Why Felons Should not Be Allowed to Vote: Argumentative Essay

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Franchising felons from voting has an impact on elections, silences the voice that felons have, and strips them of a right that they should have.

In the 2016 elections, many states were close, with some winning by only a small margin. Florida was within 120,000 votes to swing for Hillary Clinton ('2016 Presidential'), which is very close given the population of Florida. As mentioned earlier, Florida had over 1.6 million felons that were stripped of their voting rights. Had all of those felons been able to vote, Hillary Clinton may have won in Florida. Another example of this is Nevada, a state where some felons do not automatically have their voting rights restored. Nevada was also close, as it was within 27,000 votes of swaying to another presidential candidate. Had felons been allowed to vote, this state and several others may of have been swayed to another presidential candidate in the 2016 election.

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Being convicted of a felony makes life a lot harder, as many things become more difficult or are unable to be done. Felons lose their right to own a firearm, even if their crime was not related to a firearm in any way. Felons also have a harder time applying for loans and can not apply for state or federal grants, making going back to school to get a better-paying job a lot harder. Felons also may lose parental rights, and almost always lose custody in courts (the law dictionary). Stripping felons of their right to vote prevents them from voting for a candidate that would vote to change these things.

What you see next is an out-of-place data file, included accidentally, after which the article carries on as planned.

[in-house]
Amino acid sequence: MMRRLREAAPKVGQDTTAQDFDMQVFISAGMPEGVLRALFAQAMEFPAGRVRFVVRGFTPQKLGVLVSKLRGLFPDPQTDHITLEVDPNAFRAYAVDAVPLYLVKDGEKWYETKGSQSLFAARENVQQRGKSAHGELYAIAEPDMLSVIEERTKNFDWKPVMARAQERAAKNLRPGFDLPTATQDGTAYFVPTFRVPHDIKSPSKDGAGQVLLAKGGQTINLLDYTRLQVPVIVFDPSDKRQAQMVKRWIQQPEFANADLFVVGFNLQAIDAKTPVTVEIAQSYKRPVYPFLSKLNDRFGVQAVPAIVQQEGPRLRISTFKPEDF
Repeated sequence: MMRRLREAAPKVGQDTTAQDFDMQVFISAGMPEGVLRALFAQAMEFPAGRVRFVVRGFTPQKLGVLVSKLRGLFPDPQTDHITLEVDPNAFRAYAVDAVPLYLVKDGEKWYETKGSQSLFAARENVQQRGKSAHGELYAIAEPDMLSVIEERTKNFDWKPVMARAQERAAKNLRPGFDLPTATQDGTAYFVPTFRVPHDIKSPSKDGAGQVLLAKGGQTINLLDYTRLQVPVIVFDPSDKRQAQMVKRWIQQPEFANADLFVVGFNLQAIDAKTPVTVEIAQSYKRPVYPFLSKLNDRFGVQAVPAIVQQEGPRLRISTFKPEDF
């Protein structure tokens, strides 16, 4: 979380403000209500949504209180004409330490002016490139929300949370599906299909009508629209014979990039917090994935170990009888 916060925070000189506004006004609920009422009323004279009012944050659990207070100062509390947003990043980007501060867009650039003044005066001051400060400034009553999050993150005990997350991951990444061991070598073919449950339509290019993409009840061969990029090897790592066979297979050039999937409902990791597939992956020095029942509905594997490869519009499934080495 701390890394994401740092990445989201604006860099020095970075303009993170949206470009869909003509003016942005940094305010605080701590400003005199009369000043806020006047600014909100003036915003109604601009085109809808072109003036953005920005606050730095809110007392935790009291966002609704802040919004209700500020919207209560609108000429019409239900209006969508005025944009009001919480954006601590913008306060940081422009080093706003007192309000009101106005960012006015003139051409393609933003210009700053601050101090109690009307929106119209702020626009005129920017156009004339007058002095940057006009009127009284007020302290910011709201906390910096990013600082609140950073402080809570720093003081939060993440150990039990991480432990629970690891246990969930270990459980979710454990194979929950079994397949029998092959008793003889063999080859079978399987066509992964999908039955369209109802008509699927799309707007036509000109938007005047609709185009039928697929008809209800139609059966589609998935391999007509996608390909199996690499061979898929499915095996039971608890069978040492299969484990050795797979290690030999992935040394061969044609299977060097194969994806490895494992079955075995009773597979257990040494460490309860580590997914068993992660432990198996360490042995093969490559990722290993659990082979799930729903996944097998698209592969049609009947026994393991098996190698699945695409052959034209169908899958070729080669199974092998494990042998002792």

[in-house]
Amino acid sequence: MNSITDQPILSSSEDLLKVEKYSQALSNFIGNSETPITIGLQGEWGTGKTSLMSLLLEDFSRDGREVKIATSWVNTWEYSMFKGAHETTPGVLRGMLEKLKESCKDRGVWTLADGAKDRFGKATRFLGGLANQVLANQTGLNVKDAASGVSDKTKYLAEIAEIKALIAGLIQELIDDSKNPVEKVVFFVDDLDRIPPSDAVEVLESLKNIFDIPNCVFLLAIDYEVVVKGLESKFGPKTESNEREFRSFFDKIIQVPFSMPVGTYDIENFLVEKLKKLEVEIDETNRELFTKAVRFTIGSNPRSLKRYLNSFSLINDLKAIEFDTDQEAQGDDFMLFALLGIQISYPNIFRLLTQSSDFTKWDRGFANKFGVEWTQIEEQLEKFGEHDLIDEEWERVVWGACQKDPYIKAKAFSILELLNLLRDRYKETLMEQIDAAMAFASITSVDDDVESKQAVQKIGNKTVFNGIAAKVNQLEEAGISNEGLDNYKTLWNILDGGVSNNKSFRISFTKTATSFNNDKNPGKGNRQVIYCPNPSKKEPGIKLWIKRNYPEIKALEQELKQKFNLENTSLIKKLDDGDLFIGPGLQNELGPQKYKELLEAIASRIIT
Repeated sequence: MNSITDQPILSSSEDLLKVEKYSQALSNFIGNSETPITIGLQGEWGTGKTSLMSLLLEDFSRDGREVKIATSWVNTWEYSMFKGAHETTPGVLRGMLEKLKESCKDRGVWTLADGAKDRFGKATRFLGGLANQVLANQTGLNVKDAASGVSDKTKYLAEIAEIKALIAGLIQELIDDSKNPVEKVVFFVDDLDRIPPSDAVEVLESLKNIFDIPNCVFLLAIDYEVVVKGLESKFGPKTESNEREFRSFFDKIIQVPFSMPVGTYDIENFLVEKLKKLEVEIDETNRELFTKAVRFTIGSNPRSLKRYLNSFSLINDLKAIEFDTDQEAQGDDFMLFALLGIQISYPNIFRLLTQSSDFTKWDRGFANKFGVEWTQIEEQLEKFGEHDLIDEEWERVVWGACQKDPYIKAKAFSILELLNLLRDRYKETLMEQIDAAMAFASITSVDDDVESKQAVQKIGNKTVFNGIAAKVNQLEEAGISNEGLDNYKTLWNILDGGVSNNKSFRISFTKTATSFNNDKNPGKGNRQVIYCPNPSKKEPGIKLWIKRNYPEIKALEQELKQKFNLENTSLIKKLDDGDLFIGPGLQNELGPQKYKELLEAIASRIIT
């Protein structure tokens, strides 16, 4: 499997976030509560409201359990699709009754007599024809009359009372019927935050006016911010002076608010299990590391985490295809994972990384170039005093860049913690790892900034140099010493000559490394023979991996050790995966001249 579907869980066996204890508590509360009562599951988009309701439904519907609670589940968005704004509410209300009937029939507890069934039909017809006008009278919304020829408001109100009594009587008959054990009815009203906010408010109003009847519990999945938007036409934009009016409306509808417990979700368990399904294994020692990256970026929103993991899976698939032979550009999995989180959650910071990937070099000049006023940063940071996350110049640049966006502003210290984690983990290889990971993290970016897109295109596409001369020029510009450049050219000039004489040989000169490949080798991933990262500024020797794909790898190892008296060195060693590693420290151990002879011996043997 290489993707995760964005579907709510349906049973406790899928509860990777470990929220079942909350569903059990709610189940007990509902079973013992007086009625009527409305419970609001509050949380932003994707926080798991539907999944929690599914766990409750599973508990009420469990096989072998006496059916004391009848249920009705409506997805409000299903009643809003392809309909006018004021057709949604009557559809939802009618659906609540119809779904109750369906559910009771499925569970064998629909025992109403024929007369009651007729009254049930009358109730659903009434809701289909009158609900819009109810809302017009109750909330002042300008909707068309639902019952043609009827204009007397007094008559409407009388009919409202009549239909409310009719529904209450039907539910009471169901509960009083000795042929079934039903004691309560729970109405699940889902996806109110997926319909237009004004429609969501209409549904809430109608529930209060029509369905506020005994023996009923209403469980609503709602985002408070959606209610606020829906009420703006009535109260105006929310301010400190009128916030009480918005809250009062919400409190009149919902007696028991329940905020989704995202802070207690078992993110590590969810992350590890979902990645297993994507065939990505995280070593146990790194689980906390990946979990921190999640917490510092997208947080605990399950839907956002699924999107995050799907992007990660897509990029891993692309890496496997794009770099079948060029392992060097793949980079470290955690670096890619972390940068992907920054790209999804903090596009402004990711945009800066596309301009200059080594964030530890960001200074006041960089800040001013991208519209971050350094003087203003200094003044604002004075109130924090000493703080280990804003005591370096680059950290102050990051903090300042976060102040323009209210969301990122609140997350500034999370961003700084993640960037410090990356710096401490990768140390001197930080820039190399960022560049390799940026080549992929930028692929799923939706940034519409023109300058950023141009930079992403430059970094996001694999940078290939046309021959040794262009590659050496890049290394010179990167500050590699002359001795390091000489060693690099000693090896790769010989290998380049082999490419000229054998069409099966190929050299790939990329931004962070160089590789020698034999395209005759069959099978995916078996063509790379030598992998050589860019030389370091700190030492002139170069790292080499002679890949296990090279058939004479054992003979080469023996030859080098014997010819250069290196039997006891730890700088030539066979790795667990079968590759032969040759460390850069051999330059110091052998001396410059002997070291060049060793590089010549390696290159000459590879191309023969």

Another problem is that felons are stripped of several rights, even if they had nothing to do with their crime. A felon who has been convicted of a crime such as assault should lose their rights to firearms, however denying them things such as state and federal grants has no relation to their crime and would only pose a problem in their life. Without these grants, felons have difficulty getting back on their feet after prison, and cannot use them to go back to school to turn their life around. If their restrictions were only applied to things relating to their crime, felons would only face restrictions relating to their crime instead of several unnecessary restrictions.

The hardest thing felons have to deal with, however, is employment. Companies frequently do background checks on people they want to hire, and most will turn down a person for having a criminal background. This makes getting a job after a felon has been released extremely hard, or companies will tend to employ someone with no criminal background over someone with a criminal background. As felons are unable to find a job that can sustain them, many turn back to crime and often end up back in prison.

Some people will argue that felons don’t deserve rights such as firearms, as they say, that they have proven that they are incapable of making good decisions, and as such they should not be trusted with those rights. Some people also say that felons are not able to make informed judgments, as they made the poor choice of breaking the law ('Top 10 Pro & Con Arguments'). While some of these statements hold some truth in them, they are assuming that most felons want to go back to crime and are unable to make an informed vote.